Thursday, December 29, 2005

Rear View Mirror's 2006 Predictions

Today I will flip around Rear View Mirror and instead of looking at what has happened I will take a gander down the road into 2006. Some of these are actual predictions and others wishful thinking on my part. Let me know if you can tell which is which.

  • After spending millions getting Carlos Delgado and Billy Wagner the NY Mets break my heart by ending the seaon 15 games under .500. Only then will Delgado and Wagner realize they destroyed their careers by coming to NY and beg to be traded to Kansas City.
  • Bin Laden and Abu Musab al-Zarqawi remain on the run making periodic public appearance, but still manage to stay just a step ahead of U.S. forces.
  • The NY Jets quit the NFL when every one of its players gets injured in Week 3. Ownership declares this is simply less painful for the fans then putting them through another 2005-like season.
  • More unrest in France as its Muslim population decides job training with being accepted as equals in their own country is not enough. Renault stock goes through the roof as 25,000 cars are burned in three days.
  • Iran announces it will explode a nuclear weapon. The next day a joint U.S.-Israeli strike force hits several Iranian nuclear facilities. President Bush announces that if American inspectors are not given total access to the Iranian program we will destroy that countries ability to drill for, pump out and export oil regardless of the impact it has on world oil prices.
  • President Bush announces a national energy policy that actually makes sense.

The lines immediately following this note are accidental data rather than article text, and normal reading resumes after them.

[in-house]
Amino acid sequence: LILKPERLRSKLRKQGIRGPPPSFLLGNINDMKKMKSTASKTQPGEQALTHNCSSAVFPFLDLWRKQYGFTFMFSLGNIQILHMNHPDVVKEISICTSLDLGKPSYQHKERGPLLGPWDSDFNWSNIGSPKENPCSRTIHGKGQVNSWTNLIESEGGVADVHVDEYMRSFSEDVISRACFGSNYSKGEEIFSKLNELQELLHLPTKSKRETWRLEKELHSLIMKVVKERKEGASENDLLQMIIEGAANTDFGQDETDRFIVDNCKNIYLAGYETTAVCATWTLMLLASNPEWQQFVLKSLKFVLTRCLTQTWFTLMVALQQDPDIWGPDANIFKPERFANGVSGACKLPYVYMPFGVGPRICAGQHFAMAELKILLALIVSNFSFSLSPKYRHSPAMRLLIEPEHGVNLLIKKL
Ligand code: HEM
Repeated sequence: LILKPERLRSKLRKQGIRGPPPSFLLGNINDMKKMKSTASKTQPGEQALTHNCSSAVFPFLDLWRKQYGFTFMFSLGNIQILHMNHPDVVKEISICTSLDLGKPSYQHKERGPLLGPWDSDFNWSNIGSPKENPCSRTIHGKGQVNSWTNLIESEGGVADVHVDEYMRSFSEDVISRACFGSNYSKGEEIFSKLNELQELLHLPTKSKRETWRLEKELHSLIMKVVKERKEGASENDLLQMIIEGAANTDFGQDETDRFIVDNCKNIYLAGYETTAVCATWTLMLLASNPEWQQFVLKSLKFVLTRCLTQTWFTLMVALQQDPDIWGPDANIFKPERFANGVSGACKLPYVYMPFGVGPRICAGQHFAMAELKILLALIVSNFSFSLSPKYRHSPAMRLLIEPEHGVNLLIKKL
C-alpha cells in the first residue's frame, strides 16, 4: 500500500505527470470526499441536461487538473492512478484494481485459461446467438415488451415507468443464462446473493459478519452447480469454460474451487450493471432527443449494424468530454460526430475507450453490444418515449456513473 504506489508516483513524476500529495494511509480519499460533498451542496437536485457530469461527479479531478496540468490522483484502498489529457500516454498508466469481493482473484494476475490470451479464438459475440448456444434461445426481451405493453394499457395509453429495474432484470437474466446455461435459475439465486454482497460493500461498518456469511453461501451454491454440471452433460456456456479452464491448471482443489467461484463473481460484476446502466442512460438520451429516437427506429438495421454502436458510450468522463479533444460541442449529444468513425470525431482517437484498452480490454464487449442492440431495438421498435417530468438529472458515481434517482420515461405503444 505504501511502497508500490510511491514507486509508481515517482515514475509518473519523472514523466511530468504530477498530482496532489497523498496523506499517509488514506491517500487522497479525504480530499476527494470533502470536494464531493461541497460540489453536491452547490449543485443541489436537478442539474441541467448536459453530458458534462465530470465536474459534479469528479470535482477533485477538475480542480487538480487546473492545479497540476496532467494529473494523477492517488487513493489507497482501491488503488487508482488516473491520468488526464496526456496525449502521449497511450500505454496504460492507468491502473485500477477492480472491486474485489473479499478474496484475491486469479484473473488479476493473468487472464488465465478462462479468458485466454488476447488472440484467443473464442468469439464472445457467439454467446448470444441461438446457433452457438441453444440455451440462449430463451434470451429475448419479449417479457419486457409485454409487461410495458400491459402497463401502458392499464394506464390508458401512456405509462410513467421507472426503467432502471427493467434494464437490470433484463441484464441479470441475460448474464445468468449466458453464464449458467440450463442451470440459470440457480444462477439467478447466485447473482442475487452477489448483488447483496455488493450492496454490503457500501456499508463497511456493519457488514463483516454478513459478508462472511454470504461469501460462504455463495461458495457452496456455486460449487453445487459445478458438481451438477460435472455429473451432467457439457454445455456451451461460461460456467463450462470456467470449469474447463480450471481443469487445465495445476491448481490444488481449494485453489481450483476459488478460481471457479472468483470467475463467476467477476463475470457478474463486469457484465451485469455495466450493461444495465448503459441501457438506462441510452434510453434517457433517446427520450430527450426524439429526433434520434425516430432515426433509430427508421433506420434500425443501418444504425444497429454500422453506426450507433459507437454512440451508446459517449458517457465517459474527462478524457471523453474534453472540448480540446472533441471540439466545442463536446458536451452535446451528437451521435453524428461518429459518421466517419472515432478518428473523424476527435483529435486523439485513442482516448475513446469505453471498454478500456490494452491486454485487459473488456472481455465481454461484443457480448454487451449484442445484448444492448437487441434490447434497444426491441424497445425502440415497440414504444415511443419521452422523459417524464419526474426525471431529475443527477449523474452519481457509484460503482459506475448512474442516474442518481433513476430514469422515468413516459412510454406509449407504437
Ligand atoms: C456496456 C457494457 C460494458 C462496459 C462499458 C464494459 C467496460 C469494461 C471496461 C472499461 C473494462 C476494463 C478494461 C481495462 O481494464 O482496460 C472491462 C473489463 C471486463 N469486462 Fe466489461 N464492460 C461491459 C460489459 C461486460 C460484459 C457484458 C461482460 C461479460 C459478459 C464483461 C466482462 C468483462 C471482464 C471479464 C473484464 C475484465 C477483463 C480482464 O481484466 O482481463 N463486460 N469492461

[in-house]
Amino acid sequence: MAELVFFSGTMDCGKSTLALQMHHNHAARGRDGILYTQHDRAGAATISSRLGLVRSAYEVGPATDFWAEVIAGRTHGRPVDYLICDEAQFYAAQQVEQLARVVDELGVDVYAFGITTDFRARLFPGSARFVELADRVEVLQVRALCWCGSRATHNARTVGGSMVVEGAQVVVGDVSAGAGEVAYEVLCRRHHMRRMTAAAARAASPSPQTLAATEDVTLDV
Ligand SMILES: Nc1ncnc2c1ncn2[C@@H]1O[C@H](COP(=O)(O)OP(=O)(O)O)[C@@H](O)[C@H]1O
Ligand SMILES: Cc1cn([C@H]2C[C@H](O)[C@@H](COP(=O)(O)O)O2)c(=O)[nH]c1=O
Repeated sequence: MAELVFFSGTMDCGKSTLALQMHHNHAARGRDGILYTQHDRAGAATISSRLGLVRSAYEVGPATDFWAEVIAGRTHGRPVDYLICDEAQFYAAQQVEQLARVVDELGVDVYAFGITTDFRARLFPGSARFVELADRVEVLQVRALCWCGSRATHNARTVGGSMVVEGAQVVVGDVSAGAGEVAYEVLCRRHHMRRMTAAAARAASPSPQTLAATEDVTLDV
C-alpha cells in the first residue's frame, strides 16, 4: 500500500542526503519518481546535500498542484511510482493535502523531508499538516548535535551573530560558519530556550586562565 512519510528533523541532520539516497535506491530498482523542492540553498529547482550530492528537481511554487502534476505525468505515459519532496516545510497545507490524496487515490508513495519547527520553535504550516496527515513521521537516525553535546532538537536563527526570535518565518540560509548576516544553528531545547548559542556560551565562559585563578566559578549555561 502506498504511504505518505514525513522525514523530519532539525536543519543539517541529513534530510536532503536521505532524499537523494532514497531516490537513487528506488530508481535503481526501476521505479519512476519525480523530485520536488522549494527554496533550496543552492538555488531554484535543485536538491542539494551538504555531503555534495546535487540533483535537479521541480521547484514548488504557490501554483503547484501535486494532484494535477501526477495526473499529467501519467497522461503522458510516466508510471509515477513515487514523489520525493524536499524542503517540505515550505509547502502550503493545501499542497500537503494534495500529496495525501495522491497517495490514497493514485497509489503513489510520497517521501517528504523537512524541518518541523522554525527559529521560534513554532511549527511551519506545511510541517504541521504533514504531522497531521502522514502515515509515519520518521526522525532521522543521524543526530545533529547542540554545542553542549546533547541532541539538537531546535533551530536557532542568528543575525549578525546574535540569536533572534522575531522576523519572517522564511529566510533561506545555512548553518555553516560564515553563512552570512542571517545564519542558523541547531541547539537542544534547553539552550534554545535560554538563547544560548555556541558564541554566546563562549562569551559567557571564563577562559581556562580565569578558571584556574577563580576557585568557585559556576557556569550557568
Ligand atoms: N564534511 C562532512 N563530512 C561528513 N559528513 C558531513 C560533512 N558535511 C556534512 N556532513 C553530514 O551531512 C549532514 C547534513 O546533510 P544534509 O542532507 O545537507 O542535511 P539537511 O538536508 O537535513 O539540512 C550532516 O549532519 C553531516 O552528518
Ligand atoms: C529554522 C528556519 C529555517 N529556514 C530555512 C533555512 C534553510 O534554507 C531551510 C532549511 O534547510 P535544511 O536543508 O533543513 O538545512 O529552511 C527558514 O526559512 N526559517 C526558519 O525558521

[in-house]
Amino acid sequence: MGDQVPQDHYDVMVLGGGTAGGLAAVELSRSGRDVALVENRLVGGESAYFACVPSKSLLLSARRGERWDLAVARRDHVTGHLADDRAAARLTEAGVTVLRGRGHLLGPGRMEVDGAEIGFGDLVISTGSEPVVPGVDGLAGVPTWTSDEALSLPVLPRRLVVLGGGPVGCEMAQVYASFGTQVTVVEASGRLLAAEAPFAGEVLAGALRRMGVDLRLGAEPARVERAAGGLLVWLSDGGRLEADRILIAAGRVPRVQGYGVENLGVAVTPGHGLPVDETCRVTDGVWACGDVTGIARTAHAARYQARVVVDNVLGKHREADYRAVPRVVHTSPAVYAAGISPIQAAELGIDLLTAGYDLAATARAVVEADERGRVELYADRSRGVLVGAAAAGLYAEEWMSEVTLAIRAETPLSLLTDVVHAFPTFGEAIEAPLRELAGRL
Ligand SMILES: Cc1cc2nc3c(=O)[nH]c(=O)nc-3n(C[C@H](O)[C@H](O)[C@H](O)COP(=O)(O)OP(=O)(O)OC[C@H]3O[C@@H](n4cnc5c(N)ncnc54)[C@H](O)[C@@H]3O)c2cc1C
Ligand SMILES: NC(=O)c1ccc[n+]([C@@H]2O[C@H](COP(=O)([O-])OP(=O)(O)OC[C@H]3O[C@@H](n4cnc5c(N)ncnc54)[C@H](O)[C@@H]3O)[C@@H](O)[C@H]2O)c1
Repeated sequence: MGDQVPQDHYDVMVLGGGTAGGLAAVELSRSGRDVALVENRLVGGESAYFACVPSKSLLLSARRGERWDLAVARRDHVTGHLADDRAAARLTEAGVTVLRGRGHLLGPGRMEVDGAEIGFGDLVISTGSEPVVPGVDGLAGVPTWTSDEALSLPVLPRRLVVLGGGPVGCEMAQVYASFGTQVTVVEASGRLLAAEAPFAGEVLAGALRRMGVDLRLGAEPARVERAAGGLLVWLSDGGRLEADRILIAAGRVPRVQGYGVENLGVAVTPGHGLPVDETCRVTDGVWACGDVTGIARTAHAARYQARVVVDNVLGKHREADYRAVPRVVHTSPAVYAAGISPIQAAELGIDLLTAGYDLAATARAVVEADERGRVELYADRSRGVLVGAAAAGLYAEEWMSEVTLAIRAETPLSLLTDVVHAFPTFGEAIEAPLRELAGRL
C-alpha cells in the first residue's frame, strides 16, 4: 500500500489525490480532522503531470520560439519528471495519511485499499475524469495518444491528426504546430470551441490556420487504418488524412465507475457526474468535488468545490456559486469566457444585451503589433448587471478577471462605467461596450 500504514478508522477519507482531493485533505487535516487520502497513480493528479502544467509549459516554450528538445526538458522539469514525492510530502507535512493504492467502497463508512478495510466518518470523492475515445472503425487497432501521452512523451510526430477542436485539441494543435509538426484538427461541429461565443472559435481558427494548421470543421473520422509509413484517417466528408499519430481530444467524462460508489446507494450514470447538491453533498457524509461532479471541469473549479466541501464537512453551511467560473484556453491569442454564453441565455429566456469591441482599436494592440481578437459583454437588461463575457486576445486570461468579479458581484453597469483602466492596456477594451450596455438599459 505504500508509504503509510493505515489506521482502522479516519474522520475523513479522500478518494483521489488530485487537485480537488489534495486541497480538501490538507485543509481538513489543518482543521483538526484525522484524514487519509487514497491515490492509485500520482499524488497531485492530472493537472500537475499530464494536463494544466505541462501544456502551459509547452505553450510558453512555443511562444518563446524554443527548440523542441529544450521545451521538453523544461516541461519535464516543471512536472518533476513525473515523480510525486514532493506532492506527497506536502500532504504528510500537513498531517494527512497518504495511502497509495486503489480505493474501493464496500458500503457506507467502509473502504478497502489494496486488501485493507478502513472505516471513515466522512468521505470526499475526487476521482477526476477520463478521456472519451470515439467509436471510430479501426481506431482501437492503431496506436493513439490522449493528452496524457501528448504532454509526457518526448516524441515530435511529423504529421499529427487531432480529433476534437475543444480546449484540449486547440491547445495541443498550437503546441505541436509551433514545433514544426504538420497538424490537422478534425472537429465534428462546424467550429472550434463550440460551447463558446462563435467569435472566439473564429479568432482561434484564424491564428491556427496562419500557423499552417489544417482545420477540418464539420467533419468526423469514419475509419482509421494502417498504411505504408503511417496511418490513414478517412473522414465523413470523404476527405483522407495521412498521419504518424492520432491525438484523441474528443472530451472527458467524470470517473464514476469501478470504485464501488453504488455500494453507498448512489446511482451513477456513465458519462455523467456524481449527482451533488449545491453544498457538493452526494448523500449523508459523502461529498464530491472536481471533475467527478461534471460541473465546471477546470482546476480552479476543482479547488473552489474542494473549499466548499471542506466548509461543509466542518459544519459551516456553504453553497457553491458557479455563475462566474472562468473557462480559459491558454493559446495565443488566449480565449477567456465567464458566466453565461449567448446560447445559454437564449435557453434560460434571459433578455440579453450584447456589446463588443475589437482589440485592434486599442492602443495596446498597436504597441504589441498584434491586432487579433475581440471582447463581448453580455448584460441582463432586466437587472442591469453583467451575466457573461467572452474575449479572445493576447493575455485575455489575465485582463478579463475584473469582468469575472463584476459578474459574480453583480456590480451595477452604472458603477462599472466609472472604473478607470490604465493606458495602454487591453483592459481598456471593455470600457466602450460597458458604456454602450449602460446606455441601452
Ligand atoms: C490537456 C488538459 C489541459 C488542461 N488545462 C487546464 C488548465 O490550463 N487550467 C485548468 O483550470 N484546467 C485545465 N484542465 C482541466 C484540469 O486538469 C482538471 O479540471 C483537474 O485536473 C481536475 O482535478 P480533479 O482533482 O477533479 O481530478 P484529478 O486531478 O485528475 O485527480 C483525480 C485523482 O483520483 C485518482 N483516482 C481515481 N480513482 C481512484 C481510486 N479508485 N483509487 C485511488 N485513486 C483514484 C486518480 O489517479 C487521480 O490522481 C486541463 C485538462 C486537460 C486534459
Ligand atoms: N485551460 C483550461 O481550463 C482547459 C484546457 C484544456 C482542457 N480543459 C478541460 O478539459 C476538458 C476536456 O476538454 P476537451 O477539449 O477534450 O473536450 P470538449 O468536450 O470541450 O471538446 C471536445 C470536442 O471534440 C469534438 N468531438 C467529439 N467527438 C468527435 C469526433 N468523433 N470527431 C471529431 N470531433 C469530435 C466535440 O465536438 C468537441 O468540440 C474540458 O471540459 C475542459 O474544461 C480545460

• Islamic terrorists are captured with bomb making equipment sneaking over the Mexican-U.S. border, possibly by Arizona citizens patrolling the border.
  • There is a major discovery of some type by one of the Mars rovers.
  • Most of my predictions will be proved wrong.
  • Things in Iraq will get worse. All the talk about a U.S. troop draw down will inspire the terrorists to step up their activities, thus putting pressure on Bush to bring the troops home.
  • Bush refuses and instead fully calls up all National Guard and Reserve forces and floods Iraq with troops.
  • Chinese and Taiwanese naval units exchange gunfire.
  • North Korea fires another missile over Japan.
  • Hollywood continues to fall farther away from the mainstream and posts its worst ever year at the box office.
  • In a desparate attempt to drum up business, Hollywood announces it will allow movies to be directly downloaded to home's immediately following their theatrical release.